08 Apr Effective Website Building: You Built it, But Is It Working?
In the past, building an effective website took enormous feats of willpower, money, and frustration. If you weren’t a coding guru, your website might be passable… at best.
Recently, there’s been a surge in better looking themes that are easier to customize and set up, which means there’s also been a surge in DIY sites.
Building a DIY website can seem like an attractive option for many reasons, but is it really worth it?
Before you decide to spend time figuring out how to install a text box or how to place a widget in your side bar, let’s breakdown what makes a website ineffective and effective.
What is the purpose of your site?
Websites serve a number of purposes:
- Build brand awareness
- Display a portfolio or work
- Sell products and services
The list goes on, depending on your overall business goals.
No matter what your business is or does, wouldn’t it be great if your website generated qualified leads to be converted into buyers?
Instead of focusing on having a website with just an awesome design, think about how you want your site to function over all.
What can an effective website do for you?
First, let’s establish the difference between an ineffective site and an effective site.
- Spelling errors
- Buttons that don’t work
- Poor images and graphics
- No calls to action
- No contact information
- No optimization
- Compelling content
- Specific calls to actions
- Contact information
- Mobile friendly
- Consistent color scheme
- Fast load times
- Usable forms
- Strategic messages
- Landing pages
- Branding elements
- Quality images
- User-designed navigation
- Visual hierarchy
- White space
- Purposeful graphics
- Meta descriptions
- Meta tags
That list could just keep going on and on and on, but you get the picture. An effective website isn’t just a pretty one. A lot of work and time goes into creating an effective website.
What does an effective website do for your business?
Okay, let’s get down to the nitty gritty. A truly effective website brings in qualified leads that you can then build a relationship with and transition into paying customers.
…And you can’t nurture a lead unless you have your ideal customer’s information.
…And you can’t get your ideal customer’s information, if you don’t have a form.
…And you can’t lead a customer to a form without a CTA.
…And you can’t use any of this effectively without a well-researched and planned strategy.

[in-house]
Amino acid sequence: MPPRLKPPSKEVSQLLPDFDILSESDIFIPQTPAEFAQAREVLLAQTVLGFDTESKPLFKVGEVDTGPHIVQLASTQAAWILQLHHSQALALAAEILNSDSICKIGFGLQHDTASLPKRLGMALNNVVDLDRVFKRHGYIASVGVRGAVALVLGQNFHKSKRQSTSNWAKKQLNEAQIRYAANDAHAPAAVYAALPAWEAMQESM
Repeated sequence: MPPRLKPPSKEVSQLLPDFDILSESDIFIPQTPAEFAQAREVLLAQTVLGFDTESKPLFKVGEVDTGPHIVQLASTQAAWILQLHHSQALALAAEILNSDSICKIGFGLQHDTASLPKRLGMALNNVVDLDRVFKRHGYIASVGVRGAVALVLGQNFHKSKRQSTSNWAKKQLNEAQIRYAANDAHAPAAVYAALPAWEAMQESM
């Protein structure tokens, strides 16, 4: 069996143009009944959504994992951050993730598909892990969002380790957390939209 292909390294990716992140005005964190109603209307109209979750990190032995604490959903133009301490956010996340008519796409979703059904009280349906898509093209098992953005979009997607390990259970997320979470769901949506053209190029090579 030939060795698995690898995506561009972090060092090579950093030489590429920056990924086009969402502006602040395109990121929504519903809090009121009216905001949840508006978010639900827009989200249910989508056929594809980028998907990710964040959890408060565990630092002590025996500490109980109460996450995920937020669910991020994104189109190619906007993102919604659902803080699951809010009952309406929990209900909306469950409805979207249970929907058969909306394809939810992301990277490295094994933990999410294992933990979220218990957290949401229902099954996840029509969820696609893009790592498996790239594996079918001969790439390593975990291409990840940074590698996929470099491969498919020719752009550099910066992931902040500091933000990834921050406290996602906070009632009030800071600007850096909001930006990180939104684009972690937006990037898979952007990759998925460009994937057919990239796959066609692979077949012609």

So what makes an effective website tick?
The short answer is: everything. Every little part that we mentioned in the list above (and all of the things we didn’t) make your website effective.
Just like with a working engine, your website can’t function effectively without all of the right parts. If you take the cylinders out of the an engine, it won’t run. If you have a slow loading website, visitors won’t wait around for it to load.
And all those individual components need to be of the highest quality for the best and most effective site.
Making your website work for you.
Ultimately, an effective website has one goal: to get you the leads you need to make a sale. It should be your hardest working sales person. It doesn’t sleep. Doesn’t eat. It’s always on the clock.
You use the best strategies, like social media marketing to drive potential customers to your site. Your site should work to walk them through your sales funnel and every component helps do that.
High quality images draw visitors in.
Compelling content keeps visitors engaged and focused.
Calls to action drive visitors to landing pages or contact forms.
Contact forms collect information.
If those leads aren’t rolling in, then there might be a hole in your sales funnel somewhere. An effective website design will point visitors exactly where you want them to go so that you can nurture leads into becoming customers.
Are you ready to make your website your hardest working salesperson? Ready to start seeing some real ROI from your site? You need a strategic marketing team that can help you create an effective website that captures leads and gets your message across.